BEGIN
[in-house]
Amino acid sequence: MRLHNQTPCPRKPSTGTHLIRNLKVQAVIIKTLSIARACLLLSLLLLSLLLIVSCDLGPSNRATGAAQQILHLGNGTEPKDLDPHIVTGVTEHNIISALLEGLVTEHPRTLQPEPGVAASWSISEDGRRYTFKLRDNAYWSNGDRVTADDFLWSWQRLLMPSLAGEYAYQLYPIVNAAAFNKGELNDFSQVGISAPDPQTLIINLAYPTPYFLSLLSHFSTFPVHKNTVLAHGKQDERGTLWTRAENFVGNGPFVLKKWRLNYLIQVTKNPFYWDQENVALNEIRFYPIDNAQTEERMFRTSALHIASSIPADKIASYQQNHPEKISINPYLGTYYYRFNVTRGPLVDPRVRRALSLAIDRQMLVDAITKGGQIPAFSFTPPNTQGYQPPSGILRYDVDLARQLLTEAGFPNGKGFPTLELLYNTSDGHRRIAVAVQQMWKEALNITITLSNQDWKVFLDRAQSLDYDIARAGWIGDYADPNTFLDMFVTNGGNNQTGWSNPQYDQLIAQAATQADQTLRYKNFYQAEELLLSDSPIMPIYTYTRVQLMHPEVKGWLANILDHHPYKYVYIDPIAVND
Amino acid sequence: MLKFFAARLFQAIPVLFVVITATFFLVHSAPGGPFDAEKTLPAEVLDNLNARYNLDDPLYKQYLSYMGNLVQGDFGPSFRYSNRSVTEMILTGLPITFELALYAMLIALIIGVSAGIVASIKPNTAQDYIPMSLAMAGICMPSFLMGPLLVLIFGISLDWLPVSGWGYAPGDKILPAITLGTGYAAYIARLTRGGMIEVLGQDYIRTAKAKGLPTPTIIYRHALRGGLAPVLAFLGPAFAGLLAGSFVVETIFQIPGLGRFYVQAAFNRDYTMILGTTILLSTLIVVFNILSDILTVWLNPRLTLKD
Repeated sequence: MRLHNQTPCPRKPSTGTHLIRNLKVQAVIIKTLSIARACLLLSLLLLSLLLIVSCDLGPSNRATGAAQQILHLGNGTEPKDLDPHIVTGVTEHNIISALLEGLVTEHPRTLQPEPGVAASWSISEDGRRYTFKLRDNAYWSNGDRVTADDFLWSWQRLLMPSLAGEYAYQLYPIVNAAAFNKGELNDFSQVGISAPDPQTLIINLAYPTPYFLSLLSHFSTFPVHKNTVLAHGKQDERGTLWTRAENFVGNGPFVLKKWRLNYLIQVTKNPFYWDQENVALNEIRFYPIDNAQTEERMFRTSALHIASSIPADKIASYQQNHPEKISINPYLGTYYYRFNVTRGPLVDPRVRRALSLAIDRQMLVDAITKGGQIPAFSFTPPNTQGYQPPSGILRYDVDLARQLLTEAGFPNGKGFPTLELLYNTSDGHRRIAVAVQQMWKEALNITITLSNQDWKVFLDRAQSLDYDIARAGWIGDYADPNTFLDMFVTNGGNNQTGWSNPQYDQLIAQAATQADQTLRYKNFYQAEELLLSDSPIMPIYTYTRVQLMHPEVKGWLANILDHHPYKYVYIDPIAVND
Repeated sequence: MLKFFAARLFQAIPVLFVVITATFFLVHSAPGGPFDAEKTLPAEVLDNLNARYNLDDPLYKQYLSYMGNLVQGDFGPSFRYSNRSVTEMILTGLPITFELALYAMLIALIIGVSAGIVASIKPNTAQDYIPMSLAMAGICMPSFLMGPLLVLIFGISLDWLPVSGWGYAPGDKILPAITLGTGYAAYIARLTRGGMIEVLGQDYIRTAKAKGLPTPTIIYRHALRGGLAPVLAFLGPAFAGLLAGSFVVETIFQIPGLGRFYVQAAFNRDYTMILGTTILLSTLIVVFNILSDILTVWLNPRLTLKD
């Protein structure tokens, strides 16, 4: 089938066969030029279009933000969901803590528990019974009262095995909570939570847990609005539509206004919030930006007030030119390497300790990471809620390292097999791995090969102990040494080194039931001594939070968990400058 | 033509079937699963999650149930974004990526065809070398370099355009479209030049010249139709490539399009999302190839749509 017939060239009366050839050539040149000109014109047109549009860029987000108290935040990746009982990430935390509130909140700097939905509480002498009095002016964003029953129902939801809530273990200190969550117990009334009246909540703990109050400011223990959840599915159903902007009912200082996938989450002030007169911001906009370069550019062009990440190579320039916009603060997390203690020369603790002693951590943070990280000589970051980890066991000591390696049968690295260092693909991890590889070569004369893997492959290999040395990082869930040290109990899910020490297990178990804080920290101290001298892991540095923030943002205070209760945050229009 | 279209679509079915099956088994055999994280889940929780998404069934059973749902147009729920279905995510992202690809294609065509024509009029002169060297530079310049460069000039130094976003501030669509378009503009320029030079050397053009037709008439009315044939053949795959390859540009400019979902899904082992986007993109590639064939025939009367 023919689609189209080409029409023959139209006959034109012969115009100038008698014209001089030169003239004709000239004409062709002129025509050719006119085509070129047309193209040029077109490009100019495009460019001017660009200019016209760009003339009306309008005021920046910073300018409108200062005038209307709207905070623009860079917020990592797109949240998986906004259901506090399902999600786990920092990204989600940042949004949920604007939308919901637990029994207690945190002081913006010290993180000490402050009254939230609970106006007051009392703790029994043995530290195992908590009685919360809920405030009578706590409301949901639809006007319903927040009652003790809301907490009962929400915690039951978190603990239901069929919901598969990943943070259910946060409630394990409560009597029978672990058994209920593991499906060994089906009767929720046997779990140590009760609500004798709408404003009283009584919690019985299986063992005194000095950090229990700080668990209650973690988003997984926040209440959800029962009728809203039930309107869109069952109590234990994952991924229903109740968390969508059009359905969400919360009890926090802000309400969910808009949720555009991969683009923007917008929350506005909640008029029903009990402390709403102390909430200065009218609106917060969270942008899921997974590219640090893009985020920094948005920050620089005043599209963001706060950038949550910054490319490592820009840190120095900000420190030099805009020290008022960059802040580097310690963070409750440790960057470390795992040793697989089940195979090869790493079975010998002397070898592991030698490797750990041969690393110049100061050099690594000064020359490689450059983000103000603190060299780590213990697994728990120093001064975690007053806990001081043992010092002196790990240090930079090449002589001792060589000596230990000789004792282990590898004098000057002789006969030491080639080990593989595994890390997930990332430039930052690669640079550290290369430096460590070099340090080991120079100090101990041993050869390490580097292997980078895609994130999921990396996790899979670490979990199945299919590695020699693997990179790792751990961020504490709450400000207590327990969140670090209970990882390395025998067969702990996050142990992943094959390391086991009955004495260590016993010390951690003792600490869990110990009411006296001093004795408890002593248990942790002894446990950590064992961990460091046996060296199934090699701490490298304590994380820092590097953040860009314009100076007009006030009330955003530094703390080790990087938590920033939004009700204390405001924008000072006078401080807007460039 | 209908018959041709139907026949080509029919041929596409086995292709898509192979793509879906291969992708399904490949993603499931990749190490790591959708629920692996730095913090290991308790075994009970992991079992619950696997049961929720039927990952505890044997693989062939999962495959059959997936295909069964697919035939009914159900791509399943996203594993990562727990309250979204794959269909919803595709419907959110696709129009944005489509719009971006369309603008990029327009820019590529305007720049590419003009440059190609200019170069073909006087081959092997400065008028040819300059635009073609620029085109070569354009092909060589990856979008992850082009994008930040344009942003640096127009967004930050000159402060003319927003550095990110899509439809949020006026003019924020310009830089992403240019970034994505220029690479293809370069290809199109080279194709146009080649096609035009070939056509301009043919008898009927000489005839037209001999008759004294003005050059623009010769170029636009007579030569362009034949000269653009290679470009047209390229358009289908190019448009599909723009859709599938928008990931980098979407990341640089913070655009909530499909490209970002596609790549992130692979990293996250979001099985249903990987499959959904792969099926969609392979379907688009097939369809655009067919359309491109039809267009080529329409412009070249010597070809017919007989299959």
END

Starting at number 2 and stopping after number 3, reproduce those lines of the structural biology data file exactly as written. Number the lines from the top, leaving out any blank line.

Amino acid sequence: MRLHNQTPCPRKPSTGTHLIRNLKVQAVIIKTLSIARACLLLSLLLLSLLLIVSCDLGPSNRATGAAQQILHLGNGTEPKDLDPHIVTGVTEHNIISALLEGLVTEHPRTLQPEPGVAASWSISEDGRRYTFKLRDNAYWSNGDRVTADDFLWSWQRLLMPSLAGEYAYQLYPIVNAAAFNKGELNDFSQVGISAPDPQTLIINLAYPTPYFLSLLSHFSTFPVHKNTVLAHGKQDERGTLWTRAENFVGNGPFVLKKWRLNYLIQVTKNPFYWDQENVALNEIRFYPIDNAQTEERMFRTSALHIASSIPADKIASYQQNHPEKISINPYLGTYYYRFNVTRGPLVDPRVRRALSLAIDRQMLVDAITKGGQIPAFSFTPPNTQGYQPPSGILRYDVDLARQLLTEAGFPNGKGFPTLELLYNTSDGHRRIAVAVQQMWKEALNITITLSNQDWKVFLDRAQSLDYDIARAGWIGDYADPNTFLDMFVTNGGNNQTGWSNPQYDQLIAQAATQADQTLRYKNFYQAEELLLSDSPIMPIYTYTRVQLMHPEVKGWLANILDHHPYKYVYIDPIAVND
Amino acid sequence: MLKFFAARLFQAIPVLFVVITATFFLVHSAPGGPFDAEKTLPAEVLDNLNARYNLDDPLYKQYLSYMGNLVQGDFGPSFRYSNRSVTEMILTGLPITFELALYAMLIALIIGVSAGIVASIKPNTAQDYIPMSLAMAGICMPSFLMGPLLVLIFGISLDWLPVSGWGYAPGDKILPAITLGTGYAAYIARLTRGGMIEVLGQDYIRTAKAKGLPTPTIIYRHALRGGLAPVLAFLGPAFAGLLAGSFVVETIFQIPGLGRFYVQAAFNRDYTMILGTTILLSTLIVVFNILSDILTVWLNPRLTLKD